Suppose I have a continuous random variable whose distribution $f$ is some parametric form (normal, exponential, etc.) that is known to me. If I draw many independent samples $x_i$ from $f$, I can estimate the parameters of $f$ using these samples (using maximum likelihood estimation, for example), which gives me an "estimator distribution" $\hat{f}$ (which has the same parametric form as $f$). If I perturb my samples by small random amounts $\epsilon_i$, I would get another "estimator distribution" $\tilde f$. My question is: are there any sufficient conditions on $f$ and the estimator that I use, such that I can bound the difference between $\hat{f}$ and $\tilde{f}$ (measured in, say, the $L_1$ sense), as a function of the perturbations $\epsilon_i$? Are there any general theorems of this kind that talk about how sensitive an estimator distribution is to perturbations of the samples?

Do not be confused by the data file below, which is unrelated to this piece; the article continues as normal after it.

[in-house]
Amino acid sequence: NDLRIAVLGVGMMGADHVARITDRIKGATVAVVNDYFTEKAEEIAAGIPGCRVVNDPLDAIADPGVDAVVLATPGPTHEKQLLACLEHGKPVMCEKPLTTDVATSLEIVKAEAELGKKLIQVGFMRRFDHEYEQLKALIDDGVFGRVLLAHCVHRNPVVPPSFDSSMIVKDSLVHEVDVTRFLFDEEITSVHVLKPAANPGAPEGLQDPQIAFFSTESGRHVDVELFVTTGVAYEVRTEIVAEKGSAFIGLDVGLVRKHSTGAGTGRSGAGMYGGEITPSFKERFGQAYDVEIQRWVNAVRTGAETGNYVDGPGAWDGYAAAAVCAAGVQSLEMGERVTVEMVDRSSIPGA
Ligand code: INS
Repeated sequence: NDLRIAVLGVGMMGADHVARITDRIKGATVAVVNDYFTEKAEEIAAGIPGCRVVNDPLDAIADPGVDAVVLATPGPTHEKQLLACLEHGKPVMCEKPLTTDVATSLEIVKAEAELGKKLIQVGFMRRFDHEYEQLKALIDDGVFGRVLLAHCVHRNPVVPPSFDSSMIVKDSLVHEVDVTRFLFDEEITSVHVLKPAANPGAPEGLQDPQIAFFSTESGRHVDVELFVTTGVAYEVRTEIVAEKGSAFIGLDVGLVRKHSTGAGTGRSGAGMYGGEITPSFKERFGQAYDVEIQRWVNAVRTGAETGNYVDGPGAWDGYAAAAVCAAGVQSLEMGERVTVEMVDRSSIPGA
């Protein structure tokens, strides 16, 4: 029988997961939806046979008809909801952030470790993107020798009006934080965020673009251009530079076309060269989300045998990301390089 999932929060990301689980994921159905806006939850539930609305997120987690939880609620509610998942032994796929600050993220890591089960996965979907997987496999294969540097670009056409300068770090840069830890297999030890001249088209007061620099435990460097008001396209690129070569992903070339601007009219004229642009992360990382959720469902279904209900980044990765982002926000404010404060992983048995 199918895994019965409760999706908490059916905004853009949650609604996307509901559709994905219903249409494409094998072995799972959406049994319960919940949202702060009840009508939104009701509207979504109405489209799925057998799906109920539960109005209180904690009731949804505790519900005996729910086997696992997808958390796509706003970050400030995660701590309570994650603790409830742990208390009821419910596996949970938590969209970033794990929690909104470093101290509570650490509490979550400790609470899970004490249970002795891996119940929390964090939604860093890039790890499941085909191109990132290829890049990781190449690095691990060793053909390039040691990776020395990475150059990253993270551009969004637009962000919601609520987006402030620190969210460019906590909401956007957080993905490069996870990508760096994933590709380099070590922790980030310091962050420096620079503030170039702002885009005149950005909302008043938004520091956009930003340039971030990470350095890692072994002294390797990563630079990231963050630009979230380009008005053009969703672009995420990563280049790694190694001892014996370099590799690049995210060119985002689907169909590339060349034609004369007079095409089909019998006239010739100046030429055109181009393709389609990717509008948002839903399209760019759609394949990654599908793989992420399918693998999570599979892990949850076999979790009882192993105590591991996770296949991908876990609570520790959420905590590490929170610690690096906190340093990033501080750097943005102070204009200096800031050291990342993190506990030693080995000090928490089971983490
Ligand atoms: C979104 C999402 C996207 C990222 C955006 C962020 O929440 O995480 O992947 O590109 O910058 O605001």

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$\begingroup$ are you familiar with robust statistics ? It uses the same setup, i.e., a contaminated sample, but it's focus is on stats that behave well even under contamination, not the performance of mle or other stats under contamination. $\endgroup$ – user83457 Oct 6 '16 at 6:50

$\begingroup$ You may have a better chance if you measure the difference between $\tilde{f}$ and $\hat{f}$ in the KomogorovSmyrnoff sense. $\endgroup$ – Mark Fischler Oct 6 '16 at 14:49